Canada’s most-lobbied backbench MP in 2017, Francis Drouin, is a “rising star” who’s developed a reputation as a rural champion, say lobbyists.
Mr. Drouin’s 136 communications posted to the lobbyist registry in 2017 are connected to agriculture, tied to his work on the House Agriculture Committee and the interests of his Glengarry-Prescott-Russell, Ont., constituents. A Hill Times analysis of more than 35,000 records filed to the lobbyists’ registry in 2017, as of Jan. 17, show Mr. Drouin as the fourth most lobbied MP, above all cabinet ministers save for Innovation Minister Navdeep Bains (Mississauga-Malton, Ont.).
Mr. Drouin’s French-speaking riding is a short drive from his office in Ottawa and speckled with farms.
“He really gets rural issues and he’s not afraid to speak out about them. He’s passionate,” said Jackie Choquette, Hill and Knowlton Canada’s vice-president of public affairs, calling him a “worker bee” and one known among caucus for getting things done.
“Francis Drouin is one to watch. He’s definitely a rising star.”
Former Liberal MP Joe Jordan, who has worked with “Frank” as many call him, echoed that assessment and noted he has “very good political instincts.”
Mr. Drouin is the only MP in the top 10 who isn’t either a cabinet minister, parliamentary secretary or committee chair.
“I realize that I’m just a simple backbench MP and I’m just a small piece of the pie but it helps me advocate on their issues as well because I find out what’s happening on the ground,” said Mr. Drouin, noting he has a lot of time for associations that often represent the interests of his riding.
Mr. Drouin has sat on the House Agriculture Committee since January 2016. He also sits on the Government Operations and Estimates Committee and chairs the all-party ALS Caucus.
At committee, an MP gets seven minutes to ask questions, which Mr. Drouin said isn’t enough to have “a fulsome discussion on issues,” so most of his conversations happen outside those meeting room walls.
Even so, he says no to meetings more than he says yes. Many of the meetings he did accept were focused on the Liberals’ agriculture policy framework and, in the fall, on trade and North American Free Trade Agreement negotiations.
He was a vocal supporter of supply management on the campaign trail ahead in 2015 and Ms. Choquette said he “never stopped,” calling him a “huge advocate internally” for the system.
In 2015, his riding was one of the many to turn from blue to red when Mr. Drouin took the historically Liberal stronghold from Conservative MP Pierre Lemieux, who held the riding between 2006 and 2015, and who last year ran for federal Conservative leadership.
Before being elected to Parliament, Mr. Drouin was a consultant with Capital Hill Group. Before his name started popping up all over the lobbyists’ registry as an office holder, he filed a few times as a lobbyist, from 2012 to January 2015, consulting for Art Gallery of Greater Victoria, the Canadian Medical Cannabis Industry Association, The NPD Group Inc., the UFC Ultimate Fighting Championship and more.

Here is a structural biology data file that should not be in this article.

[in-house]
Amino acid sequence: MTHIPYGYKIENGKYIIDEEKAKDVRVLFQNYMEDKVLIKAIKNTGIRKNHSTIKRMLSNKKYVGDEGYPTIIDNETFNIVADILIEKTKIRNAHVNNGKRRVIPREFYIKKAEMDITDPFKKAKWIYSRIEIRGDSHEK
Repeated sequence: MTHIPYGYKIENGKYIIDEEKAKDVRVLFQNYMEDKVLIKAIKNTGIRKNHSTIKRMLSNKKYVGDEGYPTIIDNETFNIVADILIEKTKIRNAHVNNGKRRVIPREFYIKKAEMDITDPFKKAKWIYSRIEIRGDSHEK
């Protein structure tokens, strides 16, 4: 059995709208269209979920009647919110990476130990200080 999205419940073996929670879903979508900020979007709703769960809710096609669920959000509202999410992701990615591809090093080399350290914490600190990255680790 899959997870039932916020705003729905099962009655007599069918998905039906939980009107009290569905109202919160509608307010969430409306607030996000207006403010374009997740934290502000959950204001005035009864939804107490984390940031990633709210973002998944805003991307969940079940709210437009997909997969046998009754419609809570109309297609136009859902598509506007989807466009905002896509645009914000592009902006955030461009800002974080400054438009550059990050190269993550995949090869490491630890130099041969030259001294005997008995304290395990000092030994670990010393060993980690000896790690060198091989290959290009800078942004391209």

Former Liberal staffer and Environics vice-president Greg MacEachern has known him long time, dating back to his time in the government relations industry.
“He is somebody who is very accessible to stakeholders,” said Mr. MacEachern, helping them “reach the ear of government” and because he was on the other side “he understands what it’s like for people who don’t necessarily understand the cut and thrust of daily politics.”
As someone who knows the system from both ends, observers said he’ll also pick up the phone to talk to government officials and ministers’ offices on an issue. Mr. Drouin said that frank approach extends to groups communicating with the government.
“I’m a straight shooter—I just tell them what it is and if I think their message is not the right message or if they haven’t done their homework, I let them know,” Mr. Drouin said.
The Hill Times
|David Lametti||163||Liberal||Parliamentary secretary, innovation|
|Jonathan Wilkinson||147||Liberal||Parliamentary secretary, environment|
|Navdeep Bains||142||Liberal||Innovation minister|
Agriculture, Government Operations committees
|Jim Carr||133||Liberal||Natural Resources minister|
|Catherine McKenna||128||Liberal||Environment minister|
|Wayne Easter||125||Liberal||Chair, Finance Committee; co-chair, Canada-United States Interparliamentary Group|
|Andrew Leslie||124||Liberal||Parliamentary secretary, foreign affairs|
|Lawrence MacAulay||120||Liberal||Agriculture minister|
Parliamentary secretary, natural resources
|Lloyd Longfield||113||Liberal||Agriculture, Industry committees|
Chair, Liberal rural caucus; Indigenous Affairs, Natural Resources committees
|Francesco Sorbara||106||Liberal||Finance Committee; chair, Canada-Italy Interparliamentary Group|
|Julie Dabrusin||99||Liberal||Heritage, Public Safety committees|
|Pamela Goldsmith-Jones||99||Liberal||Parliamentary secretary, trade|
|Rodger Cuzner||97||Liberal||Parliamentary secretary, employment|
|Judy Sgro||92||Liberal||Chair, Transport and Liaison committees|
|Vance Badawey||85||Liberal||Transport, Scrutiny of Regulations committees|
Indigenous Affairs, Environment committees
|Adam Vaughan||84||Liberal||Parliamentary secretary, families|
|Jim Eglinski||83||Conservative||Heritage Committee|
|Bill Morneau||82||Liberal||Finance minister|
|James Maloney||81||Liberal||Chair, Natural Resources; Liaison Committee|
|Randeep Sarai||81||Liberal||Citizenship and Immigration Committee|
|Marc Garneau||79||Liberal||Transport minister|
|Dean Allison||77||Conservative||Trade critic; vice-chair, International Trade Committee|
|Scott Brison||75||Liberal||Treasury Board president|
|Elizabeth May||75||Green Party||Green Party leader|
Transport critic; vice-chair, Transport Committee
|François-Philippe Champagne||74||Liberal||International Trade minister|
— Source: Office of the Lobbying Commissioner of Canada